A third type of panning function is Sine-Law Panning. As the name suggests, this type of panning is based on the sine function.


Similar to linear and square-law panning, an amplitude value for the left channel and right channel of a stereo signal can be calculated based on the sine-law panning functions. Then a mono signal can be converted to a stereo signal by multiplying by the amplitude value for each channel.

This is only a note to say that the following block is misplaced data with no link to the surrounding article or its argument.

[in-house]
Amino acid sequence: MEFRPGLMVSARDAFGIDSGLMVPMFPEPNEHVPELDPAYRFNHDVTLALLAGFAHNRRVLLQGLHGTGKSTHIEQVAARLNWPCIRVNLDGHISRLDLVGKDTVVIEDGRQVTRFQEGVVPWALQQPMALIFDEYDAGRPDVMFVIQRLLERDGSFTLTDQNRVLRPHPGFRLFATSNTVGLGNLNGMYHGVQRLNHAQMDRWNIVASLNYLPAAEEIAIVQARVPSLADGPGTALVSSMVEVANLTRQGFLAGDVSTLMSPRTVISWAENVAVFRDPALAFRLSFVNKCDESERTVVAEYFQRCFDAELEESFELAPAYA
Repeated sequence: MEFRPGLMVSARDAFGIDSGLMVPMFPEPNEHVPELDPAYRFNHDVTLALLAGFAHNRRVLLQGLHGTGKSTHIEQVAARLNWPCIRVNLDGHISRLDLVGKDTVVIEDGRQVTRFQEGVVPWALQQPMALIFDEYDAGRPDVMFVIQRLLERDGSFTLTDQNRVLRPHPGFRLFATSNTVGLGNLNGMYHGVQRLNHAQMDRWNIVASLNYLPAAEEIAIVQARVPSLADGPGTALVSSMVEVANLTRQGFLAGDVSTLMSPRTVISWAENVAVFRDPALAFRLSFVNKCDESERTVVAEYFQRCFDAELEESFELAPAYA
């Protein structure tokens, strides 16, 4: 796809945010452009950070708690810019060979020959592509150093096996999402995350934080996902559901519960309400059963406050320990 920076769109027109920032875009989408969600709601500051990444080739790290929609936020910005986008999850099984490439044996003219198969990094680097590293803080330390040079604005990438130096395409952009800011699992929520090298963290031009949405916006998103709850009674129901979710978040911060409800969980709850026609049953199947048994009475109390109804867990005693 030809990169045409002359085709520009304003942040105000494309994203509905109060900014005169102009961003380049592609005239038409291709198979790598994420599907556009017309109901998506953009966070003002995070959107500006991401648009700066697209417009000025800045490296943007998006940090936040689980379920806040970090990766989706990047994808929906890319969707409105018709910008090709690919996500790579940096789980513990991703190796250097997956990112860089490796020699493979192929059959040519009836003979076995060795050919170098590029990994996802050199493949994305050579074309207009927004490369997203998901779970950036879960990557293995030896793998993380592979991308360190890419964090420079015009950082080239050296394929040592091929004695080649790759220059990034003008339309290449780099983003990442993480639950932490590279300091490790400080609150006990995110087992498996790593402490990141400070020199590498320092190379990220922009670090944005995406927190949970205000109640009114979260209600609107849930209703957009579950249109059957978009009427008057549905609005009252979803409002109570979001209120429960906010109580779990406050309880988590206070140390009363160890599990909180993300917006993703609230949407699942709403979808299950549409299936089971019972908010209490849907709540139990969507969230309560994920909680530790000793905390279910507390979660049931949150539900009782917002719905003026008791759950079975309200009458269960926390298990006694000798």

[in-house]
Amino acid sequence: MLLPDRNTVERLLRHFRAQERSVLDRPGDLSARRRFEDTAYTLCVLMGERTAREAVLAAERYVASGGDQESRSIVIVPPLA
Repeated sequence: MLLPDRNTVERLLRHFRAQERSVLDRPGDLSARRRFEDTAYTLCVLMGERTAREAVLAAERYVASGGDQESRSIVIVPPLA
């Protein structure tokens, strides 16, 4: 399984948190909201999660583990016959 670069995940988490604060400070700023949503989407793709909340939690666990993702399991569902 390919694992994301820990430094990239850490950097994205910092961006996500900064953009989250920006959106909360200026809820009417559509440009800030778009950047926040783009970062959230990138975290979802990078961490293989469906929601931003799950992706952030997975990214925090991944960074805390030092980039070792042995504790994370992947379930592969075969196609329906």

Just as before, the relationship between an amplitude, x, and a pan knob value, p, is: x = \frac{p}{200} + 0.5.


For Sine-Law panning, the amplitude of the right channel and left channel can be calculated:

rightAmp = \sin{(x \cdot \frac{\pi}{2})}

leftAmp =\sin{((1-x) \cdot \frac{\pi}{2})}

Sine-law panning is similar to square-law panning in that it maintains equal-combined power across both channels, but does not maintain equal-combined amplitude.


One interesting use of panning functions is the create the stereo auto-pan effect. This effect uses many of the same concepts of the mono tremolo effect.

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